Harmful Reach of Volcker Rule Extends Far Beyond Wall StreetPosted by on March 01, 2012
An electric utility in Texas.
A housing authority in Connecticut.
A water treatment project on the banks of the Potomac River.
What do all three have in common?
They all could be harmed by the Volcker Rule.
While the Volcker Rule is touted as a central part of Washington’s effort to get “tough” on Wall Street, it’s become the latest example of how the Dodd-Frank Act and its 400+ regulations have spawned a multitude of unintended consequences.
What kind of unintended consequences?
“State and local officials say the new regulation, known as the Volcker Rule, could make it more expensive for them to raise money from investors to pay, for instance, for environmental cleanup and housing assistance,” reports the Washington Post.
And when state and local governments say the Volcker Rule could make it more expensive “for them” to raise money, what they mean is it will be more expensive for the taxpayers.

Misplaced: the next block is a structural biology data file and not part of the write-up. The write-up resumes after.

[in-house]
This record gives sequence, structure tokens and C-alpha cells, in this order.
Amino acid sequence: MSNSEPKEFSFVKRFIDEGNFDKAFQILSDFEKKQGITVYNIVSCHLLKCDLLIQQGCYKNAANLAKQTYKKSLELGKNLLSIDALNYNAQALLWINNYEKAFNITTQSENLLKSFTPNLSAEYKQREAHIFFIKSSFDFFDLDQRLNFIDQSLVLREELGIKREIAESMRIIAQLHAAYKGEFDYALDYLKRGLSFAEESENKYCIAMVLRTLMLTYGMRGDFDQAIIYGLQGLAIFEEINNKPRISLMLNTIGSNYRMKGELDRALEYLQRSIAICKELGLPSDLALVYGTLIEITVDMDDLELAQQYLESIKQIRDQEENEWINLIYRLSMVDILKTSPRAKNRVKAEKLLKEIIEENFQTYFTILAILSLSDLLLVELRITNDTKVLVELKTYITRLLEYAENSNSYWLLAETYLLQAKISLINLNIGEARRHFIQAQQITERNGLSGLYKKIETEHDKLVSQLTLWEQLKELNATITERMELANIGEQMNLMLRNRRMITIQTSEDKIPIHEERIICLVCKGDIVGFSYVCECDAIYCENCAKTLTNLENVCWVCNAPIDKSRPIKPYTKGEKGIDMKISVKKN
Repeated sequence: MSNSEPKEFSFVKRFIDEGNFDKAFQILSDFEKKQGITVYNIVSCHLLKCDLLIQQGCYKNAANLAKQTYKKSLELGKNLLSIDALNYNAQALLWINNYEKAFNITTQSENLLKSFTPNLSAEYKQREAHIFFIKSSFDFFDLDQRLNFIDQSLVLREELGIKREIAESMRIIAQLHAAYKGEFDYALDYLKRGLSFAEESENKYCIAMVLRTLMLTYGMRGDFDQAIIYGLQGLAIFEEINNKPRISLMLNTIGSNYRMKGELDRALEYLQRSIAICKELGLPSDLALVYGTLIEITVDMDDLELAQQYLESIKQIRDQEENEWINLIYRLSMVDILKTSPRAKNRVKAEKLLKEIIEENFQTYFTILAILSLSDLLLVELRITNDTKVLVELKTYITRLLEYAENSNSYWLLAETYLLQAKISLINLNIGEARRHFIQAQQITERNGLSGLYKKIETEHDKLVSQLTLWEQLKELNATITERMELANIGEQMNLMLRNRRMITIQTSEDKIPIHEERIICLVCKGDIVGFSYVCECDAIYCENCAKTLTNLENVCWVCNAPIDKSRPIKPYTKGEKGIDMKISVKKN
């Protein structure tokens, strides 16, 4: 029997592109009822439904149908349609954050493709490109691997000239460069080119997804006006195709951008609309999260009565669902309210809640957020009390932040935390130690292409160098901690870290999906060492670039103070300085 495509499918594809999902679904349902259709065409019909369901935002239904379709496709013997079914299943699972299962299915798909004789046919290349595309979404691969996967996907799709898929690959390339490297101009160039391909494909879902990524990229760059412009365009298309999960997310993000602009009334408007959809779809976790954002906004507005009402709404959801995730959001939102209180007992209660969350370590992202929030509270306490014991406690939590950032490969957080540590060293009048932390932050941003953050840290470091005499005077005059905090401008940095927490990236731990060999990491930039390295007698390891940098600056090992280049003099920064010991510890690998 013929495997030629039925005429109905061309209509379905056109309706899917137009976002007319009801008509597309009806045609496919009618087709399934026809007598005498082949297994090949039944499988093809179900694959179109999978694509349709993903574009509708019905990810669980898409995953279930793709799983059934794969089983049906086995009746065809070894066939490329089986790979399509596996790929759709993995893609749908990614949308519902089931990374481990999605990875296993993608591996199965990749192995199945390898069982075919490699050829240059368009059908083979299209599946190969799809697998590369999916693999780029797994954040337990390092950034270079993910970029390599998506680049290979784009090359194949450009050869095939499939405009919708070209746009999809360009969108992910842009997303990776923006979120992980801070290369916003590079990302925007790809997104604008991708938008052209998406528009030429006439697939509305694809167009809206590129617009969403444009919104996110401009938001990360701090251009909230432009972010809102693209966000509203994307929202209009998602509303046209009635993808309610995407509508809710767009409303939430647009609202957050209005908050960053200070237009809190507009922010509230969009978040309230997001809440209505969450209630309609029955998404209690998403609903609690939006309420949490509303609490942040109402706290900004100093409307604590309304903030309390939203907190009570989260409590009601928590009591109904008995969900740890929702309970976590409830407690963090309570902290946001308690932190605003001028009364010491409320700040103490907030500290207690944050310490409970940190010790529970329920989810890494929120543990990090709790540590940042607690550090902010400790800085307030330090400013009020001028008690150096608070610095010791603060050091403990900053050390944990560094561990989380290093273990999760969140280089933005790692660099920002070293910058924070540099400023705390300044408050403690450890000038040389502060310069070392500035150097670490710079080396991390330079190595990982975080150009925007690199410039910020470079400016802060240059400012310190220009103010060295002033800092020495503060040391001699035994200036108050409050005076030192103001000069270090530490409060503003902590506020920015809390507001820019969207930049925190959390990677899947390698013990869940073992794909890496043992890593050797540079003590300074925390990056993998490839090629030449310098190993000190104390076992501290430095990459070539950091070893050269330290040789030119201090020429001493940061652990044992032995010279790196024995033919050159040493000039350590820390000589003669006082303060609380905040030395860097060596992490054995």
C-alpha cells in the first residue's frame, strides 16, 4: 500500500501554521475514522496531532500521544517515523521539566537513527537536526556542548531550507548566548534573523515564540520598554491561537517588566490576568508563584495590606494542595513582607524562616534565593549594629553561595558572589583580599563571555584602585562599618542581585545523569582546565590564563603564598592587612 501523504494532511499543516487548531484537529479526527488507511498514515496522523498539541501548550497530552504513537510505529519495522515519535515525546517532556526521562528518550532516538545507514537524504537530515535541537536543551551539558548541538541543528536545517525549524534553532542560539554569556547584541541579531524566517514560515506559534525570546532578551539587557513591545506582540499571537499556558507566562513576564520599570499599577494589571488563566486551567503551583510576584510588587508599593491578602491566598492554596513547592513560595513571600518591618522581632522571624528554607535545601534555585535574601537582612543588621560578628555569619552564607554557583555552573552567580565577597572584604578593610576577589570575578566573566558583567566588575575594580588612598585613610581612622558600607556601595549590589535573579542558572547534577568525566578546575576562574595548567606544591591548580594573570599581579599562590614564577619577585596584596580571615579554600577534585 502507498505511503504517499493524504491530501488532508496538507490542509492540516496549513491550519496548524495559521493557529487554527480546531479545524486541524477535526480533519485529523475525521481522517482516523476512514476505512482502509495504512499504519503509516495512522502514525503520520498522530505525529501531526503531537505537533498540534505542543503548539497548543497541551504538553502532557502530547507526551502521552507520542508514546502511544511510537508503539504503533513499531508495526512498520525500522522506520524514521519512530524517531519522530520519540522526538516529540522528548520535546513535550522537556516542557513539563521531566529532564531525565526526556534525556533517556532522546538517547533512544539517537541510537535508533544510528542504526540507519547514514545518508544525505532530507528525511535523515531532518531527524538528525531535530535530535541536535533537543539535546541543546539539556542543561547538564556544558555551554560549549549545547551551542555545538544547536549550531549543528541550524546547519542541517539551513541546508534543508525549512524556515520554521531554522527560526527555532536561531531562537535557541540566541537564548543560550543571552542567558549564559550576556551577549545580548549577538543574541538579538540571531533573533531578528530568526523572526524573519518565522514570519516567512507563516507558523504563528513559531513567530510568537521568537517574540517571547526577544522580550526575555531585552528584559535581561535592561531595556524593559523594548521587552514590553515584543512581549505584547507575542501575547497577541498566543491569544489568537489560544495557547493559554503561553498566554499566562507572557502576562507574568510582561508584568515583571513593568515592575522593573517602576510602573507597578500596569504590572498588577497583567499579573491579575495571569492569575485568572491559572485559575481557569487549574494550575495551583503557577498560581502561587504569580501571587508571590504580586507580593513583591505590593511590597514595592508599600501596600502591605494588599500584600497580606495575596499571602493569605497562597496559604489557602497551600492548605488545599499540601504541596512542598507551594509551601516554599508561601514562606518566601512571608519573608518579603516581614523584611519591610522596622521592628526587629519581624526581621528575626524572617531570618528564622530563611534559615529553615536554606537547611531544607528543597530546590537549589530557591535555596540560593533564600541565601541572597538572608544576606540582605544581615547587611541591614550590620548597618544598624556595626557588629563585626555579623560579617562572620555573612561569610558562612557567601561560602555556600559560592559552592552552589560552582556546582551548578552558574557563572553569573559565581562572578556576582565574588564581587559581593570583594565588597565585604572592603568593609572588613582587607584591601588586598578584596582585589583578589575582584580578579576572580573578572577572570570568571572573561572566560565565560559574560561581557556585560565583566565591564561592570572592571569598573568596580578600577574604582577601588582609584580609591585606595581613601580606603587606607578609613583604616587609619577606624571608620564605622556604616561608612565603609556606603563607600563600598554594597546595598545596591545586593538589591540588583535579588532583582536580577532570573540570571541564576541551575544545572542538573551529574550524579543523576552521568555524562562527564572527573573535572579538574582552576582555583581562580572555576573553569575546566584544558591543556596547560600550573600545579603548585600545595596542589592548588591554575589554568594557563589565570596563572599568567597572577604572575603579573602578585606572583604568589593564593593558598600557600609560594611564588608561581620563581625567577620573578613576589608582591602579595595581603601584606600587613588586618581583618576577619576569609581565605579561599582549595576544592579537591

How does a measure promoted as “Wall Street reform” end up making it harder for cities and states to afford thing like environmental cleanup projects?
The complex Volcker Rule “creates these bifurcations now in the municipal markets where you’re going to have authorities, enterprise funds, and water utilities paying more to issue their bonds simply because of how they’re structured,” says Timothy L. Firestine, the vice chairman of the D.C. Water and Sewer Authority.
It’s not only governments here in the United States that have come out against the Volcker Rule. Foreign government have “unleashed a torrent of criticism” against it on the grounds it could make Europe’s debt problems even worse.
“European governments warn that the regulation could further aggravate their debt crisis, which is already roiling global financial markets.”
This is the same European debt crisis that poses a threat to America’s economic recovery, Federal Reserve Chairman Ben Bernanke recently told Congress.